The Nizkor Project: Remembering the Holocaust (Shoah)

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Last-Modified: 1999/09/06

Q. We shall come to that presently. It is extraordinary that
if an act of State such as the murder of General Weygand,
should have been ordered, nothing more should have been
heard of it. Can you give me an explanation for that?

A. I can give only the explanation which corresponded to our
interpretation of the matter then. The situation at that
time was full of agitation; events followed each other very
quickly and something was happening all the time; and we
assumed - I shall come back to why we assumed it - that this
matter and the interest attached to it had been superseded
by some more important military or political event, and that
therefore this interest had been thrust into the background.

Q. Do you wish to say anything else?

A. Yes. I want to state that what I am saying now bears a
certain relationship to the inner development of the affair
Giraud, in which Canaris and the others, who knew about this
when the matter began, had hoped that it would follow the
same course as the affair Weygand; namely, that, wherever
the order might have originated, whether from Hitler, Keitel
or Himmler, down to Canaris and then to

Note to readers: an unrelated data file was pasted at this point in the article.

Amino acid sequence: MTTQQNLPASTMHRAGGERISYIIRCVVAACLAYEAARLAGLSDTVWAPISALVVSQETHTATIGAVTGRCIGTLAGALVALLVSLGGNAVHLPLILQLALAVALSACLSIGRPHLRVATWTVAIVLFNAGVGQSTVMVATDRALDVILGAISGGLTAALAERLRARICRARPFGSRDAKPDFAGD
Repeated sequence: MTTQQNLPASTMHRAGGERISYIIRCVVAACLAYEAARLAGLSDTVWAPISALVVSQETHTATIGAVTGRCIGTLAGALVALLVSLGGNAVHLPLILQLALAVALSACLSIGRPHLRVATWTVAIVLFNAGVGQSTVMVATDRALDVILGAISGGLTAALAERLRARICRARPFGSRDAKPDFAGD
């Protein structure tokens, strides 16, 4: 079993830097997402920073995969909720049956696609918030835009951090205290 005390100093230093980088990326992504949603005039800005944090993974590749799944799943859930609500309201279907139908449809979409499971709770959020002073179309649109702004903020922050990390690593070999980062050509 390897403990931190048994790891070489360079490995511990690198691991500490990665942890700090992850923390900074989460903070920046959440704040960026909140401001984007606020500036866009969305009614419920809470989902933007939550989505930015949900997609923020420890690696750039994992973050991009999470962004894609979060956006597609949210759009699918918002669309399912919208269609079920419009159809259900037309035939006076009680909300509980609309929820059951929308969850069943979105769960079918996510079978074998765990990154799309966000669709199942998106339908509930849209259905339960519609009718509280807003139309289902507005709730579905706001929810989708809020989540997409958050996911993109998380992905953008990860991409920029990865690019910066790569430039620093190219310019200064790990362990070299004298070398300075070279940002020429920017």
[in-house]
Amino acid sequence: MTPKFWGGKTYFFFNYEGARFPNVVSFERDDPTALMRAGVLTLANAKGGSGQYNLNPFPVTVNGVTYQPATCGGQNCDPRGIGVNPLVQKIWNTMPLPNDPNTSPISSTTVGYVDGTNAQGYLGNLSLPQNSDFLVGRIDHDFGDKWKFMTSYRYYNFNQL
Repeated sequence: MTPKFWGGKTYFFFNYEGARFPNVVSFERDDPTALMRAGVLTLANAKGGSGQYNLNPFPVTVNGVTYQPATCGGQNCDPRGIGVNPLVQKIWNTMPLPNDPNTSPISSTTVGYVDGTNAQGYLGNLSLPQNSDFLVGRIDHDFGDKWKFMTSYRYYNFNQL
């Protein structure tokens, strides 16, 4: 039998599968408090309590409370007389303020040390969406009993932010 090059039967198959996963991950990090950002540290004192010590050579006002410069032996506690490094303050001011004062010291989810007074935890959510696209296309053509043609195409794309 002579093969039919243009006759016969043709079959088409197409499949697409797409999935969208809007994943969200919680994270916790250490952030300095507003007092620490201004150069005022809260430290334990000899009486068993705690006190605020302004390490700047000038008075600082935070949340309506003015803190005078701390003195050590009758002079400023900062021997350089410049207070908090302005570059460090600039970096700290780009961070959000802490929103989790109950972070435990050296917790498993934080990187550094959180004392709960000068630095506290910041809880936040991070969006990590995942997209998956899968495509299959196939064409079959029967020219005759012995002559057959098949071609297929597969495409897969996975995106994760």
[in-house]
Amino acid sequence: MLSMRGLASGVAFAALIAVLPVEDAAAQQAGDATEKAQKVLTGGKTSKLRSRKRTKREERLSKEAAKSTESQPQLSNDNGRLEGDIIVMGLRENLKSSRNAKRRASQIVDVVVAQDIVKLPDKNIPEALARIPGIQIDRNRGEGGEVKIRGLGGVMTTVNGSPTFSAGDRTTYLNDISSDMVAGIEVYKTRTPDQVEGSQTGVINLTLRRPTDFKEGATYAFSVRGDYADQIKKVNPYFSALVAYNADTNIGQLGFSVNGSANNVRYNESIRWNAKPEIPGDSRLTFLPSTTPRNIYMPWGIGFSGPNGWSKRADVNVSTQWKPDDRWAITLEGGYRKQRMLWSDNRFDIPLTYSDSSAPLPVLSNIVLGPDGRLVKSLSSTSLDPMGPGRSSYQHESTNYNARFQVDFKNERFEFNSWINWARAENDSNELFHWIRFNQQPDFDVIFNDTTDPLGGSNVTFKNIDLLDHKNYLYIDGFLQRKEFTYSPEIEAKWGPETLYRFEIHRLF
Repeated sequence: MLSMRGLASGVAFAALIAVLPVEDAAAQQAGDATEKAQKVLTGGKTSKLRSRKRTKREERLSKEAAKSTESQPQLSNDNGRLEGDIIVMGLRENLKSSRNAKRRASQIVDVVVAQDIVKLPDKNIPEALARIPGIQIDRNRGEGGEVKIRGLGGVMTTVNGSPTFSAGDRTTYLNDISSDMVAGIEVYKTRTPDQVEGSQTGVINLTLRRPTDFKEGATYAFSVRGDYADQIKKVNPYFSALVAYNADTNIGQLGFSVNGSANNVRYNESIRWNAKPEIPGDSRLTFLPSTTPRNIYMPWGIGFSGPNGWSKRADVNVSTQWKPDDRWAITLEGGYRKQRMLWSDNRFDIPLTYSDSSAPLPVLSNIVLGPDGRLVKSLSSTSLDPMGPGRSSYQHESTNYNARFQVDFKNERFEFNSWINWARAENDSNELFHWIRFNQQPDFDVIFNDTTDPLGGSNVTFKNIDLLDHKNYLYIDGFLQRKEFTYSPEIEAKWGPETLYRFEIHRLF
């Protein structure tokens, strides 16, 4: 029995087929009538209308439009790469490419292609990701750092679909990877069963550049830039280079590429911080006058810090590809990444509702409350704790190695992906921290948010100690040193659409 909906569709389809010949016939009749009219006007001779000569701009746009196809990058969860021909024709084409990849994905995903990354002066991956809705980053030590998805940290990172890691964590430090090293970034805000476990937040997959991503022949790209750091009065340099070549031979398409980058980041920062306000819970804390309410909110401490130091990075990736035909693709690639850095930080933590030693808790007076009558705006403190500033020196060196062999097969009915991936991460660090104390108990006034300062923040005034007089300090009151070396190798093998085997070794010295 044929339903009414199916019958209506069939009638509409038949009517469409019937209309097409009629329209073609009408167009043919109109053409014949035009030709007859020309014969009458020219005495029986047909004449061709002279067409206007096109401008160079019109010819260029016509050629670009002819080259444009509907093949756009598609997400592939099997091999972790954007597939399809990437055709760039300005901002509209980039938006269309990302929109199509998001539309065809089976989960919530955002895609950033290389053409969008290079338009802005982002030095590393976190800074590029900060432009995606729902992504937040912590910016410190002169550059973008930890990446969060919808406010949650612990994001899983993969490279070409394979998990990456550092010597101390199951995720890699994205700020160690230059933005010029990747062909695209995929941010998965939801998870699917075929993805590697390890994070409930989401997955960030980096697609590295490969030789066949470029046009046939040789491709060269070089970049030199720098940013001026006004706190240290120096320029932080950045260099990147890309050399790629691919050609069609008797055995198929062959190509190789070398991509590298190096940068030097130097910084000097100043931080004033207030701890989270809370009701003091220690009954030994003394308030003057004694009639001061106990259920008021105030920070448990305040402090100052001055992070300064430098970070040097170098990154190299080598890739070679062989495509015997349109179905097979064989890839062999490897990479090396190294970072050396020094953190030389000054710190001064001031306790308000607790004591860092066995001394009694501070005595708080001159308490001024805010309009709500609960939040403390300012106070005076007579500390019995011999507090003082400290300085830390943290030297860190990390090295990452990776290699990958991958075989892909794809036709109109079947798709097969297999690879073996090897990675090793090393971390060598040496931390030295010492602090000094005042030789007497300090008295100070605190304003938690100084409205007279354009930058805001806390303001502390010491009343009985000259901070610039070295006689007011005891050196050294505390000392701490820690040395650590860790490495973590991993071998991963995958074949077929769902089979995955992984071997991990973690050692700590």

[Page 316]


me, it would have been relatively simple to stop it once it
had reached our circle. That was our hope when the case
Giraud cropped up, a hope based on the practical experience
of the case Weygand. Whether this was right or wrong, I do
not know. This is the explanation.

Q. For a less important matter your assumption might hold
water, but in such an important matter as the case of
Weygand it doesn't seem to me to do so. But even if it had
been so, had the intention to do away with Weygand existed
in any quarters and for any reason, how do you explain the
fact that Weygand, who later was taken to Germany and housed
in a villa, lived undisturbed and honoured and met with no
harm? It would have been understandable that, if the order
to eliminate him had been seriously expressed in any
quarters, it would have been carried out on this occasion.

A. I can only answer to this that the attitude towards
personalities in public life whether at home or abroad was
very varied. There were high personalities who were at one
moment in great favour and thought of very highly, and at
the next moment were to be found in a concentration camp.

Q. Now, as to the case of Giraud, you said that Admiral
Canaris said in your and other people's presence that
General Giraud was to be done away with on orders from
higher quarters.

A. Yes; that can be assumed from the remark that
Pieckenbrock made, that Keitel should tell these things to
Hitler once and for all.

Q. So according to the communication made to you by Admiral
Canaris, it was not an order of Keitel's but an order of

A. As far as we knew in the Abwehr Office about it, it was
Keitel who gave the order to Canaris. I can only assume this
in view of a remark Hitler made to this effect. I do not